23 January 2013
Prime Minister David Cameron should call on Viet Nam’s government to halt its crackdown on freedom of expression and release all prisoners of conscience, Amnesty International said on the first day of an official visit to the UK by Nguyen Phu Trong, the General Secretary of the ruling Communist Party of Viet Nam.
At the Prime Minister’s invitation, Nguyen Phu Trong will visit the UK for two days. The visit marks the 40th anniversary of diplomatic relations between the two countries.
Amnesty International Researcher on Viet Nam Rupert Abbott said:
“Mr Cameron should raise concerns publicly about Viet Nam’s appalling restrictions on free speech and the scores of human rights defenders who have been locked up there.
“He should demand the immediate and unconditional release of all prisoners of conscience – those imprisoned solely for the peaceful exercise of their right to freedom of expression.
“Month after month, Viet Nam’s government is locking up those who are simply speaking their mind about issues that are uncomfortable for the authorities – including bloggers, songwriters, lawyers, labour activists, members of religious groups and democracy activists.
“The UK should prioritise human rights in its growing relationship with Viet Nam.
“Cameron should use the opportunity of Nguyen Phu Trong’s visit to speak up for those who the Vietnamese authorities have silenced.”
The official visit comes at a time when Viet Nam’s government has stepped up its crackdown on freedom of expression.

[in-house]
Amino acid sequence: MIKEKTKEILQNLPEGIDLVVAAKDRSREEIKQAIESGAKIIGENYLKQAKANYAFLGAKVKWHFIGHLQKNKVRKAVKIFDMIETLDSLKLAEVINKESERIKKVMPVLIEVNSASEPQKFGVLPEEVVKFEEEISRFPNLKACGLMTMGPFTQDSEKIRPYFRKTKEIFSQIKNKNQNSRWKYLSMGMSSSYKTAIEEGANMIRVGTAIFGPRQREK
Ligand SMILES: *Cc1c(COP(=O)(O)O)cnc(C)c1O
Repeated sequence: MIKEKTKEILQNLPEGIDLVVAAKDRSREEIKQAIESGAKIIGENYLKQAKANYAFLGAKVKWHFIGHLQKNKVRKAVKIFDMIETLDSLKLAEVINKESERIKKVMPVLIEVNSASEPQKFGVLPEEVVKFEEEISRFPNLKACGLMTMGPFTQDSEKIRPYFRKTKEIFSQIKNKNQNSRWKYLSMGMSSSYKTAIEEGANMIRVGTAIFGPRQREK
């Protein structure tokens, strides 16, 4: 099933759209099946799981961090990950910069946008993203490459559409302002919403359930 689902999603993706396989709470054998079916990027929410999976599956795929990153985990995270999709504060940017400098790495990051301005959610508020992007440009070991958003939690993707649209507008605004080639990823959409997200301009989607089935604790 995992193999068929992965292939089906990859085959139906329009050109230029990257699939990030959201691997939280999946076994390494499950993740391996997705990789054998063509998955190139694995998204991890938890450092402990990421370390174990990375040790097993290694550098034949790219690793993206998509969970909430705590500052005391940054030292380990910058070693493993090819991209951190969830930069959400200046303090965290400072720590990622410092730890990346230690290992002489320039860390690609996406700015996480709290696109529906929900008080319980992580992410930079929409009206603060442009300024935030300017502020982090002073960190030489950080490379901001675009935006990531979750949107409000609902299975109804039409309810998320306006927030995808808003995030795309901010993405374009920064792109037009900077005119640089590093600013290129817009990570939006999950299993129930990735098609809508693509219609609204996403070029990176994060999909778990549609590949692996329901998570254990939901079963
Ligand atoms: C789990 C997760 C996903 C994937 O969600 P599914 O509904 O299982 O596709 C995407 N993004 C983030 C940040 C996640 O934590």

Vaguely worded provisions in Viet Nam’s penal code are used to criminalise peaceful political and social dissent and criticism of the government.
In 2012 alone, dozens of peaceful dissidents were imprisoned, with many sentenced to long prison terms in trials that failed to meet international standards.
In September, for example, three popular bloggers including Nguyen Van Hai, known as Dieu Cay (the “peasant’s pipe”), were tried for “conducting propaganda” against the state and sentenced to between four and 12 years’ imprisonment. They are founding members of the Free Vietnamese Journalists’ Club and have used their blogs to promote human rights.
The crackdown on freedom of expression has continued in 2013.
On 9 January, 13 peaceful activists were sentenced to between three and 13 years’ imprisonment on charges of undertaking “activities aimed at overthrowing” the government. The Vietnamese authorities suspect them of having ties to the US-based political party Viet Tan, a group calling for peaceful reform in Viet Nam, but which Viet Nam’s government labels as a terrorist organisation.